Vitiligo and Thyroid Eye Disease: 5 Facts To Know | MyVitiligoTeam

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Vitiligo and Thyroid Eye Disease: 5 Facts To Know

Medically reviewed by Paul B. Griggs, M.D.
Posted on June 20, 2024

Members of MyVitiligoTeam have shared concerns about their eyes. “I’m experiencing severe dry eye symptoms, including swelling and watery eyes with any amount of ultraviolet exposure, even with eye protection. It has changed my life significantly,” said one member.

In some cases, eye problems are related to an underlying thyroid disease, known as thyroid eye disease (TED). Health experts recommend testing people with vitiligo for thyroid diseases because the two conditions can often happen at the same time. Specifically, autoimmune thyroid diseases, like Graves’ disease, share certain risk factors with vitiligo.

If you have a thyroid problem or notice changes to your eyes, here are some key facts to keep in mind about the relationship between vitiligo and TED.

1. People With Vitiligo May Have Other Autoimmune Conditions

An estimated 15 percent to 25 percent of people with vitiligo also have another autoimmune disorder, including autoimmune thyroid disease. Other autoimmune diseases that can occur with vitiligo include type 1 diabetes, psoriasis, and pernicious anemia.

Graves’ disease is an autoimmune thyroid condition that commonly causes TED. Graves’ disease causes the thyroid gland to produce too much thyroid hormone, a condition called hyperthyroidism.

Around 1 in every 3 people with Graves’ disease develops eye symptoms, usually within the first year of being diagnosed. People with low or normal thyroid hormone levels can also develop TED, but it’s rare.

Members of MyVitiligoTeam have shared that they developed Graves’ disease either before or after vitiligo. “I was treated for Graves’ disease in the mid-1970s. My vitiligo started in the late 1990s,” explained one member.

There’s also evidence that the overall incidence of autoimmune disorders tends to run in families. If possible, learn as much as you can about your family history. Sharing this information with your health care provider can give them valuable insights into your unique health risks.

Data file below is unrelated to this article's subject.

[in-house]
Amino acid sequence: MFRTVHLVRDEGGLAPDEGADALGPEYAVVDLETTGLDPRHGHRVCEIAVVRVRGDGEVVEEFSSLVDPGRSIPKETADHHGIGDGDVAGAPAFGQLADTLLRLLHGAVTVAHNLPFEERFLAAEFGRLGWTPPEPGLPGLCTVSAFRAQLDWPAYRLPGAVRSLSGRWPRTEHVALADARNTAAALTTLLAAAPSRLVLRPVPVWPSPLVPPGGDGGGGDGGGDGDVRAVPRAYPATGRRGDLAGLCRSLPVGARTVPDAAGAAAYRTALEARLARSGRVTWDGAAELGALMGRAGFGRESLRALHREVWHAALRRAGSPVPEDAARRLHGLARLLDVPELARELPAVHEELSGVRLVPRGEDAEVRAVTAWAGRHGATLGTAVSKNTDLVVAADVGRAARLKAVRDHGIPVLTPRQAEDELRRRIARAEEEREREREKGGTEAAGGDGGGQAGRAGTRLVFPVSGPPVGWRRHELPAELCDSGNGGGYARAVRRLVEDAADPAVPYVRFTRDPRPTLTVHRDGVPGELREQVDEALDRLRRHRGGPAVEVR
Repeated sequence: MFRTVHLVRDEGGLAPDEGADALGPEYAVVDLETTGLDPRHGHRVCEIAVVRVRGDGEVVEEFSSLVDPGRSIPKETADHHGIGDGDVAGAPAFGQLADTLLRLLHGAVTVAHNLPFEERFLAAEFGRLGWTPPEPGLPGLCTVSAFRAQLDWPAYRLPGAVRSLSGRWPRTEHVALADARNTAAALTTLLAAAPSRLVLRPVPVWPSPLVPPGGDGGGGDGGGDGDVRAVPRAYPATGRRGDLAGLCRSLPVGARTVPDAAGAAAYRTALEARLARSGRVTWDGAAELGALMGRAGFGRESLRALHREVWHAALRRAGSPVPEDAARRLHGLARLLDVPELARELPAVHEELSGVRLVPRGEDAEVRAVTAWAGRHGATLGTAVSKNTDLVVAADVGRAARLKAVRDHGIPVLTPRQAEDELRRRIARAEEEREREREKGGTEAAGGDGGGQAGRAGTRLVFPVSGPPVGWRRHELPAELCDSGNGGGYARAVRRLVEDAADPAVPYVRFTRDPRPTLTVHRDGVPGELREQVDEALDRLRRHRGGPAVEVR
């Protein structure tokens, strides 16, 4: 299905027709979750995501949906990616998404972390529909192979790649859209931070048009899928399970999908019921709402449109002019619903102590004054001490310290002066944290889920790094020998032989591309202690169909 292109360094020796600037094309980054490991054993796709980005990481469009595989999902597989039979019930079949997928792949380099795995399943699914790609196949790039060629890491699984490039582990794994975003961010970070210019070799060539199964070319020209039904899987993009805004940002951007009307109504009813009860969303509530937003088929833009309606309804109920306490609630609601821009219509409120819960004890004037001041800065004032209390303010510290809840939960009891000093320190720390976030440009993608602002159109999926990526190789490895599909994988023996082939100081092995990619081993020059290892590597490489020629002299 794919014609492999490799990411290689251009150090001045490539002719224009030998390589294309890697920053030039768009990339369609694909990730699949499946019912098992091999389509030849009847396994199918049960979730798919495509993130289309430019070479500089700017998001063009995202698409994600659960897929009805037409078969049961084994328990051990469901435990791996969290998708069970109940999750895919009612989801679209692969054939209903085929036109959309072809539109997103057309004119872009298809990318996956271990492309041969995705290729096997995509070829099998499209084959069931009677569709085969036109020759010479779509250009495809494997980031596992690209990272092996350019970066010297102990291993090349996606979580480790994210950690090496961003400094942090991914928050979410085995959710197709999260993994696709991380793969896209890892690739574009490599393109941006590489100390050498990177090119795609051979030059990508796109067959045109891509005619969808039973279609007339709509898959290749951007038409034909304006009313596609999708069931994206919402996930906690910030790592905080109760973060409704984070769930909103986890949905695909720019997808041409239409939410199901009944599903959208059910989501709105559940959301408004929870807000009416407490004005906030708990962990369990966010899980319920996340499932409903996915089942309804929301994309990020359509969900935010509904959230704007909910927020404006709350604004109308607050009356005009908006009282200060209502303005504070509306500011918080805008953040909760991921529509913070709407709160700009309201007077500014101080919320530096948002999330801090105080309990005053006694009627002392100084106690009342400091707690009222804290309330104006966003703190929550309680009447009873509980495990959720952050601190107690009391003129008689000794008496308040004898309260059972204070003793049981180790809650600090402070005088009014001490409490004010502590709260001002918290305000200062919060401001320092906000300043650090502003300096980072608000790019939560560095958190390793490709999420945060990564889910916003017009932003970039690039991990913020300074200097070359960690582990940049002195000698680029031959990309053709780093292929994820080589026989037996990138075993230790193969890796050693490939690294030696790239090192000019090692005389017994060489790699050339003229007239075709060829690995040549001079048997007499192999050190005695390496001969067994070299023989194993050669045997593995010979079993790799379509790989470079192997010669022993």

2. Certain Factors Increase Your Risk of TED

Certain factors, such as your lifestyle and environment, can act as triggers for TED. Your genetic makeup may increase your susceptibility to the impact of triggers.

For example, potential triggers for TED include:

  • A history of radioactive iodine therapy (to treat hyperthyroidism)
  • Other autoimmune diseases, like systemic lupus erythematosus (the most common form of lupus) or rheumatoid arthritis
  • Selenium (a type of mineral) deficiency
  • Smoking
  • Vitamin D deficiency

There is evidence that the prevalence of autoimmune thyroid disorders goes up in older people with vitiligo. It’s essential to be more watchful for new symptoms in case a comorbidity (another condition) like TED develops.

There’s no guaranteed way to prevent TED. But although you don’t have control over all of your risk factors, changing the ones you can control (like smoking) gives you the best chances of avoiding more health problems.

3. Graves’ Disease Can Sometimes Have Skin Symptoms

Occasionally, people develop what’s called “Graves’ dermopathy,” skin that becomes thick and reddened, especially on the top of the foot or the shin. More common Graves’ symptoms include:

  • An enlarged thyroid gland
  • Changes in menstrual cycles, libido (sex drive), or the ability to get an erection
  • Increased fatigue, anxiety, or irritability
  • Heart palpitations
  • Tremors in the hands and/or fingers
  • New or increased problems sleeping
  • Increased sensitivity to heat or increased sweating
  • Weight loss without trying